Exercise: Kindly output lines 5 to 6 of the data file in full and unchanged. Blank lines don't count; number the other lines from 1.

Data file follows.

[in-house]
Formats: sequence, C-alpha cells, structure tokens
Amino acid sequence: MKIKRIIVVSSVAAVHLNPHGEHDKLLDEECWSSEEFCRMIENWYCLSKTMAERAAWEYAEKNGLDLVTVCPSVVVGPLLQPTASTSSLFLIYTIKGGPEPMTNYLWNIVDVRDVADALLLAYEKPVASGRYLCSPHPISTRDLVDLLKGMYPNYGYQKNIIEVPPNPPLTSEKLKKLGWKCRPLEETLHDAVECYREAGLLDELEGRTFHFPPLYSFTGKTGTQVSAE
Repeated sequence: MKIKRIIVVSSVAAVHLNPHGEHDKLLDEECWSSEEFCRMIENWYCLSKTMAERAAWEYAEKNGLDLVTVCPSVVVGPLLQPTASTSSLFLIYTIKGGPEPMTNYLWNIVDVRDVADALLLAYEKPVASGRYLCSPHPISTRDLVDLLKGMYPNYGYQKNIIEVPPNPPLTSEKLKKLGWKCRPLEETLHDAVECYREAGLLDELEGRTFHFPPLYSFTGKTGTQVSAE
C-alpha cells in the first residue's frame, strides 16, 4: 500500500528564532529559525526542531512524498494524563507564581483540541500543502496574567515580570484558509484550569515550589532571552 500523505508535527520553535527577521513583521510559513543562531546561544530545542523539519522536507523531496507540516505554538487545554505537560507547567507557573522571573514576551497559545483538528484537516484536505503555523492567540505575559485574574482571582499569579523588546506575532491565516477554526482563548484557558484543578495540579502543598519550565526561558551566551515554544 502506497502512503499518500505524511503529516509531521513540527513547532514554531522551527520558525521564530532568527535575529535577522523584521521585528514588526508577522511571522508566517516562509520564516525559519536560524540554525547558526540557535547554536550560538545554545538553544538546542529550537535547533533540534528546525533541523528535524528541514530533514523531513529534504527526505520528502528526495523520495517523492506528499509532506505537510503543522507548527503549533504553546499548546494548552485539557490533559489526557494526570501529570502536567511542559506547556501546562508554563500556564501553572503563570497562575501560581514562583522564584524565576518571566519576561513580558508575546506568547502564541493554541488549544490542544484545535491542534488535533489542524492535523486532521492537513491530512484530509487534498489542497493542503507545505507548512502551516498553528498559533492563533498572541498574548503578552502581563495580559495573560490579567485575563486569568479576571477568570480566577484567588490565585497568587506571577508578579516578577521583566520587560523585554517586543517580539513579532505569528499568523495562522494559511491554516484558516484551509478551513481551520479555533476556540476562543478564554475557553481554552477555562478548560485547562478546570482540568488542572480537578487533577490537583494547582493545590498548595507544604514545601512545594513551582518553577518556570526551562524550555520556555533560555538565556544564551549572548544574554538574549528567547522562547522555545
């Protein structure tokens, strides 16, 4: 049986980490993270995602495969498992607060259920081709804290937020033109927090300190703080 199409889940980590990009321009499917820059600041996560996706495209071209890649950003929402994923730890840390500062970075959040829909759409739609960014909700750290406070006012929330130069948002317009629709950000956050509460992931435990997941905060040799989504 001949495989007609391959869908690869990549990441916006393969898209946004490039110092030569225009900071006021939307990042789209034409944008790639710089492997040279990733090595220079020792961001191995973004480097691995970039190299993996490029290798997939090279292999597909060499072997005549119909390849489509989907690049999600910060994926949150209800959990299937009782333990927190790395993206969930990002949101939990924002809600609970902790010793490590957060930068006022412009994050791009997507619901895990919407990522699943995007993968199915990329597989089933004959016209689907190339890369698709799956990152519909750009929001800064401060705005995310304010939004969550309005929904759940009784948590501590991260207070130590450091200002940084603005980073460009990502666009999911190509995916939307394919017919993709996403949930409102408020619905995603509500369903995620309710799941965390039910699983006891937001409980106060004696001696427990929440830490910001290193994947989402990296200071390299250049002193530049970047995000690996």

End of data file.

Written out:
C-alpha cells in the first residue's frame, strides 16, 4: 500500500528564532529559525526542531512524498494524563507564581483540541500543502496574567515580570484558509484550569515550589532571552 500523505508535527520553535527577521513583521510559513543562531546561544530545542523539519522536507523531496507540516505554538487545554505537560507547567507557573522571573514576551497559545483538528484537516484536505503555523492567540505575559485574574482571582499569579523588546506575532491565516477554526482563548484557558484543578495540579502543598519550565526561558551566551515554544 502506497502512503499518500505524511503529516509531521513540527513547532514554531522551527520558525521564530532568527535575529535577522523584521521585528514588526508577522511571522508566517516562509520564516525559519536560524540554525547558526540557535547554536550560538545554545538553544538546542529550537535547533533540534528546525533541523528535524528541514530533514523531513529534504527526505520528502528526495523520495517523492506528499509532506505537510503543522507548527503549533504553546499548546494548552485539557490533559489526557494526570501529570502536567511542559506547556501546562508554563500556564501553572503563570497562575501560581514562583522564584524565576518571566519576561513580558508575546506568547502564541493554541488549544490542544484545535491542534488535533489542524492535523486532521492537513491530512484530509487534498489542497493542503507545505507548512502551516498553528498559533492563533498572541498574548503578552502581563495580559495573560490579567485575563486569568479576571477568570480566577484567588490565585497568587506571577508578579516578577521583566520587560523585554517586543517580539513579532505569528499568523495562522494559511491554516484558516484551509478551513481551520479555533476556540476562543478564554475557553481554552477555562478548560485547562478546570482540568488542572480537578487533577490537583494547582493545590498548595507544604514545601512545594513551582518553577518556570526551562524550555520556555533560555538565556544564551549572548544574554538574549528567547522562547522555545
């Protein structure tokens, strides 16, 4: 049986980490993270995602495969498992607060259920081709804290937020033109927090300190703080 199409889940980590990009321009499917820059600041996560996706495209071209890649950003929402994923730890840390500062970075959040829909759409739609960014909700750290406070006012929330130069948002317009629709950000956050509460992931435990997941905060040799989504 001949495989007609391959869908690869990549990441916006393969898209946004490039110092030569225009900071006021939307990042789209034409944008790639710089492997040279990733090595220079020792961001191995973004480097691995970039190299993996490029290798997939090279292999597909060499072997005549119909390849489509989907690049999600910060994926949150209800959990299937009782333990927190790395993206969930990002949101939990924002809600609970902790010793490590957060930068006022412009994050791009997507619901895990919407990522699943995007993968199915990329597989089933004959016209689907190339890369698709799956990152519909750009929001800064401060705005995310304010939004969550309005929904759940009784948590501590991260207070130590450091200002940084603005980073460009990502666009999911190509995916939307394919017919993709996403949930409102408020619905995603509500369903995620309710799941965390039910699983006891937001409980106060004696001696427990929440830490910001290193994947989402990296200071390299250049002193530049970047995000690996």